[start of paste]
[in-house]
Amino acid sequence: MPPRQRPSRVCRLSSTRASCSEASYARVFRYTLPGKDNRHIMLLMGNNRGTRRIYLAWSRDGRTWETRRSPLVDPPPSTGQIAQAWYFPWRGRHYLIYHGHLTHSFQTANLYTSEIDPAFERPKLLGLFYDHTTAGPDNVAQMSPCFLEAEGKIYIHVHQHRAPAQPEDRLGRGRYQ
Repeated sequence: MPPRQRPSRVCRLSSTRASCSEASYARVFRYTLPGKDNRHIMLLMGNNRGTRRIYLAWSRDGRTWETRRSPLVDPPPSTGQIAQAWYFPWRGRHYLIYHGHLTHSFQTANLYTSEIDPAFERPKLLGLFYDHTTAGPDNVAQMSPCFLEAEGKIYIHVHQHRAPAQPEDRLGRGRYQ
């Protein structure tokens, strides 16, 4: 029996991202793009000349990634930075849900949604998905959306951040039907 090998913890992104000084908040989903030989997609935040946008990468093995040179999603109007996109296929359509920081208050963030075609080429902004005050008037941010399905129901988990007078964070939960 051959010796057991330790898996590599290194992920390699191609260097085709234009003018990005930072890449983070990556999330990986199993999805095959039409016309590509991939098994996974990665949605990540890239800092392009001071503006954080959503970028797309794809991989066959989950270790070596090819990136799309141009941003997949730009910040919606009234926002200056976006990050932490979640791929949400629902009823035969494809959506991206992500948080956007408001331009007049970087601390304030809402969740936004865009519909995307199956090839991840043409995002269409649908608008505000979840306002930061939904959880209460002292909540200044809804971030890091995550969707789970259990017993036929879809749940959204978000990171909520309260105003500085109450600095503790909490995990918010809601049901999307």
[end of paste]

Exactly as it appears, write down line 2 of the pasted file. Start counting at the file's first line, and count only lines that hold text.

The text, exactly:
Amino acid sequence: MPPRQRPSRVCRLSSTRASCSEASYARVFRYTLPGKDNRHIMLLMGNNRGTRRIYLAWSRDGRTWETRRSPLVDPPPSTGQIAQAWYFPWRGRHYLIYHGHLTHSFQTANLYTSEIDPAFERPKLLGLFYDHTTAGPDNVAQMSPCFLEAEGKIYIHVHQHRAPAQPEDRLGRGRYQ